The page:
There has been much debate about the feasibility of a world without nuclear weapons since President Obama's Prague speech. This is understandable and useful. But the answer to the question "can we really get there and how do we do it?" is in may ways unknowable until we get further down the road. The last thing we want to do is distract ourselves from the real work at hand. And that real work is the nuclear security agenda that President Obama outlined in Prague and has been pushing ever since. If we can get this done, we will be well on our way. Here are the main sign posts:
1. Achieve deep, permanent US-Russian arms reductions
This July in Moscow Presidents Obama and Medvedev agreed to replace the 1991 START treaty with a follow-on agreement, or "New START." Modest as it may be (it has to be finished before START expires in December), New START is an essential down-payment toward further verifiable reductions in each side's bloated nuclear arsenals. The new agreement will create 25% lower limits on strategic delivery systems and associated nuclear warheads.
Given the December deadline, this new treaty will not deal with some of the most important and difficult issues that will lay the basis for nuclear elimination. Therefore, US and Russian leaders must expeditiously begin to outline the next agreement-I'll call it "New START II."
In this next phase, the two sides should drastically reduce nuclear arsenals to a total of no more than 1,000 weapons of all types-strategic, tactical, deployed, and reserves. As part of the ongoing Nuclear Posture Review, the United States should adopt a policy that explicitly limits the purpose of nuclear weapons to deterring their use by others. Tactical weapons would likely be eliminated.
All retired weapons going forward need to have their dismantlement verified and their nuclear materials rendered unusable for military purposes. This is one of the most important steps we can take to make arsenal reductions "irreversible" and enhance the prospects for zero.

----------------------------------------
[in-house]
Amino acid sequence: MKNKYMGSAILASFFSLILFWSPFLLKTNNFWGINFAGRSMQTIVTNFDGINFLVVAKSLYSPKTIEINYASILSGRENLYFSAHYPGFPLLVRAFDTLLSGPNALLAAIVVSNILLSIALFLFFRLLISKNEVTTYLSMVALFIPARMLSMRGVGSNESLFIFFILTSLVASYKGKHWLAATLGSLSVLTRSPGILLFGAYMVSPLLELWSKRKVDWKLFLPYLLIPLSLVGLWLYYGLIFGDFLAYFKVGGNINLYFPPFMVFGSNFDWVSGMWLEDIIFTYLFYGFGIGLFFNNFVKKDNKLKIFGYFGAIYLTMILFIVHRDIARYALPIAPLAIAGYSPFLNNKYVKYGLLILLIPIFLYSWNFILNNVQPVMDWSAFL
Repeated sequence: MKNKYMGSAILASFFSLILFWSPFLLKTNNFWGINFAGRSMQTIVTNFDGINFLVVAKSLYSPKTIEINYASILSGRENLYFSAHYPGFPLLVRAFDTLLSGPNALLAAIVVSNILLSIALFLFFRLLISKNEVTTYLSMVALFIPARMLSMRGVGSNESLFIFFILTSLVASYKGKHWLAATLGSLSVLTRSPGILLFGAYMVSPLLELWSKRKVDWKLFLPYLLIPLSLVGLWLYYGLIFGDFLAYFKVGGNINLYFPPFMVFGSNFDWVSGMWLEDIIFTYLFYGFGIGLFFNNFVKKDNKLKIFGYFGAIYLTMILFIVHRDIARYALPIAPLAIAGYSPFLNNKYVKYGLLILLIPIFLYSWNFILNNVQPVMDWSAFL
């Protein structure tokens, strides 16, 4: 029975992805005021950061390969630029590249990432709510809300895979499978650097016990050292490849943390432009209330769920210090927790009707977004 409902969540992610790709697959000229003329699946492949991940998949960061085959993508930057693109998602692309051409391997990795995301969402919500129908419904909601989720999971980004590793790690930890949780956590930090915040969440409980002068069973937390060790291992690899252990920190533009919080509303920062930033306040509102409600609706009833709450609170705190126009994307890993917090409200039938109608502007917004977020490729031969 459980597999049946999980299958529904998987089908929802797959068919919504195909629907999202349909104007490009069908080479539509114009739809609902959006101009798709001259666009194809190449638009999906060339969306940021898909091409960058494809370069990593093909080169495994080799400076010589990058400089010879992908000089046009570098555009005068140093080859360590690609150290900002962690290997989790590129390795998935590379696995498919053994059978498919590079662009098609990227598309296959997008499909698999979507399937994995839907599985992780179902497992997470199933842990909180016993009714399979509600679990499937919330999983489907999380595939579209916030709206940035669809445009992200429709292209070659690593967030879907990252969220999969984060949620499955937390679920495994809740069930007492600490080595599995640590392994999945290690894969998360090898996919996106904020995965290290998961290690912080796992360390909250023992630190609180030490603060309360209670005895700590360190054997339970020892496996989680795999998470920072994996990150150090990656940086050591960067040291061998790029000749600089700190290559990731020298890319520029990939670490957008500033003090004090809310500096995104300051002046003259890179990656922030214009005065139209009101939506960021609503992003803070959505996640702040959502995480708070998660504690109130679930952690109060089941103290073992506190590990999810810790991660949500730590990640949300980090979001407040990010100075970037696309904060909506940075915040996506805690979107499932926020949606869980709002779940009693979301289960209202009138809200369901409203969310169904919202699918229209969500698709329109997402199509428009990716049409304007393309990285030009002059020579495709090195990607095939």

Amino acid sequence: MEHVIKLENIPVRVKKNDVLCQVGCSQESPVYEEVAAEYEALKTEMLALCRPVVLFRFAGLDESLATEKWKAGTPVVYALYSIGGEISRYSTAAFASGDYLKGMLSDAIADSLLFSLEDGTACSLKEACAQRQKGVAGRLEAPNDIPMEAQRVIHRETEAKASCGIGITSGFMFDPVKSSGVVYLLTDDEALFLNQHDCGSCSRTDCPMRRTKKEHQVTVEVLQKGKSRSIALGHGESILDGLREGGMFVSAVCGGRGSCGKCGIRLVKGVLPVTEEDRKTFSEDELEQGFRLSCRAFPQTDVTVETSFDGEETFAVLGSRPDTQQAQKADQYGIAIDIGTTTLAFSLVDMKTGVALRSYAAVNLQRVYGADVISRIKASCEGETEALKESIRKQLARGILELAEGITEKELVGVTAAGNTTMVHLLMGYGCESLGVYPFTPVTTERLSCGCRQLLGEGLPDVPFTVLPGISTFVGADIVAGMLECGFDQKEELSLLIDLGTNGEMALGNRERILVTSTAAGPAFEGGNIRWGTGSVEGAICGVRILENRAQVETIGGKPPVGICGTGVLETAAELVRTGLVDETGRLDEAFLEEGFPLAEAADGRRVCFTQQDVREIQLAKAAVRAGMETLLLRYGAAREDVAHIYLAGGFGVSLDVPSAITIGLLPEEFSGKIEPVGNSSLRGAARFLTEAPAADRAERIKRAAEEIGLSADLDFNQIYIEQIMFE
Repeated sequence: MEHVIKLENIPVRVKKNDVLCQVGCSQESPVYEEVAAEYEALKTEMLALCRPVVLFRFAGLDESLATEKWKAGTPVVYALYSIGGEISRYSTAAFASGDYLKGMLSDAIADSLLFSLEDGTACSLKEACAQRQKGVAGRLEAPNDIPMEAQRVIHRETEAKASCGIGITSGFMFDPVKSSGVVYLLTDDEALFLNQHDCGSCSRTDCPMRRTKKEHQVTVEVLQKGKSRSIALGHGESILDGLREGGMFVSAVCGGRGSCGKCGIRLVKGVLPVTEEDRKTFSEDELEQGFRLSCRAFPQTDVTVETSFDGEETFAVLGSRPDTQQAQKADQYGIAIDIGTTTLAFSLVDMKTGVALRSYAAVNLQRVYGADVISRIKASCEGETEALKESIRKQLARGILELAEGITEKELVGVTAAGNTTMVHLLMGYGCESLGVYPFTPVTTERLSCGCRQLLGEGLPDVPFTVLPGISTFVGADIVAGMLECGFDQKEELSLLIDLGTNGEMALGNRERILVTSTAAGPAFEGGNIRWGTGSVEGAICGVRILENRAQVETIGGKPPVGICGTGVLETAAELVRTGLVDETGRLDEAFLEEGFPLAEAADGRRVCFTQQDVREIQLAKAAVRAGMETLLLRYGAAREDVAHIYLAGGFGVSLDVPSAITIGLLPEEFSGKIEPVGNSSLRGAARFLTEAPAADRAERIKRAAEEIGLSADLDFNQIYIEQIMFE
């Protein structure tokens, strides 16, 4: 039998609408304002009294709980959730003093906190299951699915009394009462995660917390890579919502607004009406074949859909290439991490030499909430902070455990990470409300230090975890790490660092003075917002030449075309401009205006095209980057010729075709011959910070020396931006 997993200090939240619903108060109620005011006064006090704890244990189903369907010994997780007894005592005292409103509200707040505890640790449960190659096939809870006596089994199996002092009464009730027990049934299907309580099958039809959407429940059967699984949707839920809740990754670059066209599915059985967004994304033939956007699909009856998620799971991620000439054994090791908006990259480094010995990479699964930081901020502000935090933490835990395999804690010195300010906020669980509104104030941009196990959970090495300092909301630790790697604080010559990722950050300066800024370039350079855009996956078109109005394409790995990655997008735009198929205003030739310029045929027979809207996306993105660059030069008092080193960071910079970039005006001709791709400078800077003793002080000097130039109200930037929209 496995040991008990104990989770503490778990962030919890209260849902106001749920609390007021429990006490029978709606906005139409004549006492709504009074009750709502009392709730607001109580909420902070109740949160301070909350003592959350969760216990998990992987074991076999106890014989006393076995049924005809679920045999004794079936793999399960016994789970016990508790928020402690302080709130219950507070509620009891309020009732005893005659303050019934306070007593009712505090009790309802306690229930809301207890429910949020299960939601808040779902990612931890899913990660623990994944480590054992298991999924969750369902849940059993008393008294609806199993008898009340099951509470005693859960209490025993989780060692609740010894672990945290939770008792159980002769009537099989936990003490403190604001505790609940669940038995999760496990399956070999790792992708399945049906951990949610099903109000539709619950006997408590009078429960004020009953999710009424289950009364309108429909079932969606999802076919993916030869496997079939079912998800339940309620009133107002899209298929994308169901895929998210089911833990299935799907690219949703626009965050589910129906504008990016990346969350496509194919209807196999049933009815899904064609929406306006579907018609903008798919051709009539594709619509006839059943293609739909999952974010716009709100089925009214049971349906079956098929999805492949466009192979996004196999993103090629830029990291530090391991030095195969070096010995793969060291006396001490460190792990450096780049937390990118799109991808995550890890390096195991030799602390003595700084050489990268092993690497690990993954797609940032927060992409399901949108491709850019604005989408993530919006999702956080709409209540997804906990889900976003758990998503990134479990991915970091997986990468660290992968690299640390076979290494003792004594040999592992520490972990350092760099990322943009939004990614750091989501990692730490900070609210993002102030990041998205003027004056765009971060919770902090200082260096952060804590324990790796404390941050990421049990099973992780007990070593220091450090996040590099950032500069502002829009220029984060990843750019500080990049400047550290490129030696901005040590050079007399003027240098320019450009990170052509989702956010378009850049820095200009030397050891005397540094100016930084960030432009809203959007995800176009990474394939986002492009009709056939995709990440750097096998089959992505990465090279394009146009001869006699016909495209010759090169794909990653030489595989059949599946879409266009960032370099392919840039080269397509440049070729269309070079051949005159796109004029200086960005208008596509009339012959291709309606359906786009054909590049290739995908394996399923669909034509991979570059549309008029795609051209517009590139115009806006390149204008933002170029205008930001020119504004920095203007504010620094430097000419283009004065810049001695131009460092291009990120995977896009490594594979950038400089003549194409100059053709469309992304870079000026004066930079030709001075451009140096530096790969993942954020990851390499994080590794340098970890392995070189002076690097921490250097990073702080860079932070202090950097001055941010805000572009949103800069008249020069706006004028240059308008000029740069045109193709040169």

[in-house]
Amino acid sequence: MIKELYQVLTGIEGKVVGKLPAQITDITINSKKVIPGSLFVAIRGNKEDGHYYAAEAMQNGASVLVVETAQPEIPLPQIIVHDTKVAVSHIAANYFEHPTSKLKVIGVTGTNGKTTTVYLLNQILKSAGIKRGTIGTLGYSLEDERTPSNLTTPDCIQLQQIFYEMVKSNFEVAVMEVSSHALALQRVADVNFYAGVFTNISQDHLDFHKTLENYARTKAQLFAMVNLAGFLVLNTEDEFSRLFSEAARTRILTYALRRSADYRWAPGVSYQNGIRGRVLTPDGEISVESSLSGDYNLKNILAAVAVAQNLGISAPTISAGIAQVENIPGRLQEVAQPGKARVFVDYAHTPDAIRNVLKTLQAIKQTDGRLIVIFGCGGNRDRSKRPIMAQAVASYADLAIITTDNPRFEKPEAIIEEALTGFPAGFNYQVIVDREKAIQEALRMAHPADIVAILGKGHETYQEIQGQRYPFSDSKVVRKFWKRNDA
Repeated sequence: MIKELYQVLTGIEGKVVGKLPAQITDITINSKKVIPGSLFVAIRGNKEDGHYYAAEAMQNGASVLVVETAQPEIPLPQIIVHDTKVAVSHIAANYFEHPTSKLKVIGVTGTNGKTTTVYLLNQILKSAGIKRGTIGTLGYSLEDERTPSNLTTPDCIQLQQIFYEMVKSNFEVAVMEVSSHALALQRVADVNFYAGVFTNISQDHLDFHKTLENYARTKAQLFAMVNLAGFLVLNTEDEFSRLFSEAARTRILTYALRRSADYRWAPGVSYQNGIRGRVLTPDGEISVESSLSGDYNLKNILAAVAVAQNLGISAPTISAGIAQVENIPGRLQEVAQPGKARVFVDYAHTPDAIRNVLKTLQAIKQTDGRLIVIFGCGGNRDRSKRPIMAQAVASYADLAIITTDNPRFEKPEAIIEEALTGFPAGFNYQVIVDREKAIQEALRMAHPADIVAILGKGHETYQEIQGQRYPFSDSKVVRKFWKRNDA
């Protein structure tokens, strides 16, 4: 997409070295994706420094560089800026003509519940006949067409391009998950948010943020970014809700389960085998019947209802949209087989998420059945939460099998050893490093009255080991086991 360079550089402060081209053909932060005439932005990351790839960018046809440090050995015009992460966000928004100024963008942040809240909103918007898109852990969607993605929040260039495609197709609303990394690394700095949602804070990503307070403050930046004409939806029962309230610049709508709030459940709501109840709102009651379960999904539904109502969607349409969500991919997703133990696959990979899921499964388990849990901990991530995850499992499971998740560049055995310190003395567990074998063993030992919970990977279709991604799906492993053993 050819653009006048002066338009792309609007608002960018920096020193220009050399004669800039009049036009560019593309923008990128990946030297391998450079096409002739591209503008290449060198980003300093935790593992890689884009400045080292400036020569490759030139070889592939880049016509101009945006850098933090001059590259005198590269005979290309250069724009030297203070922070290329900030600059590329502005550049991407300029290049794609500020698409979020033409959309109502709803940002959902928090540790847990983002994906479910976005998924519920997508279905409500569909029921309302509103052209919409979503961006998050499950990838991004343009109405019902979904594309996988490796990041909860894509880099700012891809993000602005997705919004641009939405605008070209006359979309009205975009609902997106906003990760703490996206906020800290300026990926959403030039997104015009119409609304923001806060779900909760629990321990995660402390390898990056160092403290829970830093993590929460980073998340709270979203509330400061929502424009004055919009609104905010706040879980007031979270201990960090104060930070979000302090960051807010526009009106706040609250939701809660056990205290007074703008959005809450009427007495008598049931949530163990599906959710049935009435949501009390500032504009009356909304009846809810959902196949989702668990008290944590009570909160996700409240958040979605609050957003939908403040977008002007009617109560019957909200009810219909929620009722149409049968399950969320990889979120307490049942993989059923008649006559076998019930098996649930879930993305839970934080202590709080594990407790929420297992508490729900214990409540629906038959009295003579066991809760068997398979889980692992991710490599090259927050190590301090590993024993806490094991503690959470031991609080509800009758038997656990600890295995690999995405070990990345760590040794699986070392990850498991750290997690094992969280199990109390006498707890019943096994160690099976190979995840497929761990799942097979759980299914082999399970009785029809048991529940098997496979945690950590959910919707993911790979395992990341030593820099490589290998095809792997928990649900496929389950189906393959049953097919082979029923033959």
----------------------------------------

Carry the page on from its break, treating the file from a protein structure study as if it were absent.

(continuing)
2. Find common ground on missile defense
Beyond New START, it is unlikely that Russia will agree to significantly lower levels of nuclear arms in the face of the possibility of unlimited US missile defense deployments. The time has come to set priorities, and the Obama administration should choose arsenal reductions. The security value of arms control is proven; strategic missile defense is not.
The US interceptors planned for Europe have not been tested and are years away from possible deployment. There is time for Moscow and Washington to explore and develop truly cooperative approaches to counter Iran's potential long-range missile threat and agree to limits on defenses. If the US and Russia can work together to contain Iran's nuclear and missile programs, then there would be less need for a European deployment.
3. Strengthen global nonproliferation efforts
Other key priorities include ratification and entry-into-force of the Comprehensive Test Ban Treaty, a verifiable ban on fissile material production for weapons, and a strengthened Non-Proliferation Treaty to contain the spread of nuclear weapons to more states and to terrorist groups. The fewer states that have the bomb, and the fewer bombs they have, the easier it will be to round them up.
This is an ambitious agenda. Achieving it will take time and make the world safer in the near-term, and help us toward the long-term vision of a nuclear weapons-free world. Once we complete this first phase, the world will be in a better position to determine the next steps. The United States and Russia, for example, will at some point need to bring China, the United Kingdom and France into talks. We will need to talk with India, Pakistan and Israel. Many good questions remain.
The map we have to a nuclear weapons free world-- incomplete as it may be--is good enough to start the journey. In fact, we are using it now. Just look down; we are already on our way.
Tom Z. Collina is Research Director at the Arms Control Association
Related Materials from Atlantic-Community:
- Global Zero: Kenneth N. Luongo: Controlling Loose Nukes
- Global Zero: Subrata Ghoshroy: Focus on Intermediat Steps
- Global Zero: Nuclear Abolition: Now or Never?
- Wolfgang Fischer: The Case for Limited Disarmament
- Thomas Speckmann: A Nightmare: Obama Wants Nuclear Disarmament